By now the sales of the Workers’ Life as well as those of the Sunday Worker were falling catastrophically. (Already in September, the Sunday Worker, then edited by Walter Holmes, was describing the Labour Government as “social-fascist”.) In spite of the removal of the National Left-Wing “barrier”, Party membership was also declining. (These facts were ascribed by the advocates of the further turn to the Left to the lateness and hesitancy of the old leadership in applying the change of line, not to the line itself.) In the pre-Congress discussion, owing to the powerful backing given by the EC of the Communist International to the Dutt-Pollitt group, full publicity was allowed in the Party press to lengthy, scathing and abusive resolutions passed by district organisations of the Party, and letters, such as one by W. Tapsell, warning the Central Committee that they would not be allowed to get away with a “mere regrouping of the old gang”; “at least over half, if not more”, of the leadership must be displaced. The Sunday Worker was closed down altogether.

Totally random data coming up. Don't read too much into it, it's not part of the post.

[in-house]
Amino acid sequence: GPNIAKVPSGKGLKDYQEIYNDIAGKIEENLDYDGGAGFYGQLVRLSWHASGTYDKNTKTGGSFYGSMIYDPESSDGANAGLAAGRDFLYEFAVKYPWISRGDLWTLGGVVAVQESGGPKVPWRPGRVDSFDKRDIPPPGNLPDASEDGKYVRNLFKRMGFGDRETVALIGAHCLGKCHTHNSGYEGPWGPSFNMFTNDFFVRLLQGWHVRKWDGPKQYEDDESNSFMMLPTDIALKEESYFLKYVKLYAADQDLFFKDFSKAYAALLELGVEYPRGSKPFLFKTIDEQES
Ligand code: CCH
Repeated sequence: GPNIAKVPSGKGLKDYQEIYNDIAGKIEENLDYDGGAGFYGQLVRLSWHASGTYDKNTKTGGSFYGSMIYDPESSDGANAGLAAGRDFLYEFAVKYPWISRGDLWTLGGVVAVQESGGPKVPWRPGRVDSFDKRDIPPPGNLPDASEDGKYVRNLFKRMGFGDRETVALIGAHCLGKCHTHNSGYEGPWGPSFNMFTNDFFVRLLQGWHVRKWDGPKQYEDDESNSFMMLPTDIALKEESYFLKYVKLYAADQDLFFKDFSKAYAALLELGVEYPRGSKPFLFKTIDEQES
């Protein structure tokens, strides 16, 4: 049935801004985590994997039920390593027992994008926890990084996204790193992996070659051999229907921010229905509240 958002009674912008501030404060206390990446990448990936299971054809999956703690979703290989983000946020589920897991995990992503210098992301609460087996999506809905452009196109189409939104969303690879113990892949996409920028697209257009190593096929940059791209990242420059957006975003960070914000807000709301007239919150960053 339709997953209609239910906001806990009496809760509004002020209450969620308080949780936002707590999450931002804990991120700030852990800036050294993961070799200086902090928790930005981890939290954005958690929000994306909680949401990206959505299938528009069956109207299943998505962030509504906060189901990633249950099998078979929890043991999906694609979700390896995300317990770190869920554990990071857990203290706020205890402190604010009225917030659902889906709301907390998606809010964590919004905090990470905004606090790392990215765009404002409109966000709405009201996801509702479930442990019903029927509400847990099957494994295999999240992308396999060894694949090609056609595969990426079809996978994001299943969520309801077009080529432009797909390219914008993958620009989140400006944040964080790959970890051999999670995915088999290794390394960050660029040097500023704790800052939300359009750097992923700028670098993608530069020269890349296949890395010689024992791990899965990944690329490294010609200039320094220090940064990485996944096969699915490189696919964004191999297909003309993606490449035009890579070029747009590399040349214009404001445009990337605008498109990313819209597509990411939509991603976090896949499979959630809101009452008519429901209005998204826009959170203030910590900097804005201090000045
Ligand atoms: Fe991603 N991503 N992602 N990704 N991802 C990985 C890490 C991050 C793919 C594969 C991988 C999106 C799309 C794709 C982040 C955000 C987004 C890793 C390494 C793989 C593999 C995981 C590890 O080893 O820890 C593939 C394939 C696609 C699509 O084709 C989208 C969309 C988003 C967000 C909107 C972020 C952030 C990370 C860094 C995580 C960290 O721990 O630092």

At first the most prominent leaders of the majority on the Central Committee attempted to stem the Leftist tide, but, faced with the fact that their adversaries in the districts were fully informed about proceedings at Central Committee meetings and about the threatening communications sent them by the EC of the CI, they soon had to turn tail and some then endeavoured to join in the denunciation of the “Right danger” as the only way of saving themselves from dismissal. R.P. Dutt wrote in the Workers’ Life in November 1929: “Certainly we are only concerned with persons as expression of political tendencies, and need to beware of formulating the issues in such a way that the primary question appears to be a question of personalities. But the fight of principles necessarily finds expression as a fight of persons. This is at the very root of the difference of Bolshevik methods from ILP ‘gentlemanly’ methods.”

(In the September Communist Review he had demanded that “the easy-going attitude which is satisfied to ‘recognise’ mistakes and pass on, without deeper analysis or drawing of lessons for the future, and with the inevitable consequences of repeating these mistakes in new forms, must end.”)